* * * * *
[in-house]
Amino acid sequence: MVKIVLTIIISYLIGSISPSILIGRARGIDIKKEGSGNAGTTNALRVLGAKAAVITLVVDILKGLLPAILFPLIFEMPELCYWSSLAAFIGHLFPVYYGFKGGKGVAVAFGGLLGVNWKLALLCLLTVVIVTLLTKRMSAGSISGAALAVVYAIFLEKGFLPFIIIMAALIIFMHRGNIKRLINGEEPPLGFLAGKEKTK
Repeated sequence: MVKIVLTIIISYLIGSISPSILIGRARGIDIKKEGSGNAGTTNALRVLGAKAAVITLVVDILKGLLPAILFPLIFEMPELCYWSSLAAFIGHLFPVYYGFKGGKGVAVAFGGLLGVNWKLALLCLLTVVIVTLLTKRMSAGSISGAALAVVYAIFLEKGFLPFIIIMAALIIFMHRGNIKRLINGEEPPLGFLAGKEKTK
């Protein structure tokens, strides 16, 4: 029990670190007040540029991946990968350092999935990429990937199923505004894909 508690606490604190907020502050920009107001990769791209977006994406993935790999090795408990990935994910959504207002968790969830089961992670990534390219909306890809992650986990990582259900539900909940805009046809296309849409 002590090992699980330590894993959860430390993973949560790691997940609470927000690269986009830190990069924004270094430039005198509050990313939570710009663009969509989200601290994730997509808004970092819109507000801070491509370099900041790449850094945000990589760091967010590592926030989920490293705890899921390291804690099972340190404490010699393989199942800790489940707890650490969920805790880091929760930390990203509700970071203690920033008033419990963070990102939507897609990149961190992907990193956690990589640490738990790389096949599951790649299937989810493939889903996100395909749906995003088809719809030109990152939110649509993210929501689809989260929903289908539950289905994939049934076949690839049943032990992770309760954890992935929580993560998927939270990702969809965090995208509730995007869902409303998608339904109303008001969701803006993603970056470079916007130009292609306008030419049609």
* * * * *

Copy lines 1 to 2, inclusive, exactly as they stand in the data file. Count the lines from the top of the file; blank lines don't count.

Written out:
[in-house]
Amino acid sequence: MVKIVLTIIISYLIGSISPSILIGRARGIDIKKEGSGNAGTTNALRVLGAKAAVITLVVDILKGLLPAILFPLIFEMPELCYWSSLAAFIGHLFPVYYGFKGGKGVAVAFGGLLGVNWKLALLCLLTVVIVTLLTKRMSAGSISGAALAVVYAIFLEKGFLPFIIIMAALIIFMHRGNIKRLINGEEPPLGFLAGKEKTK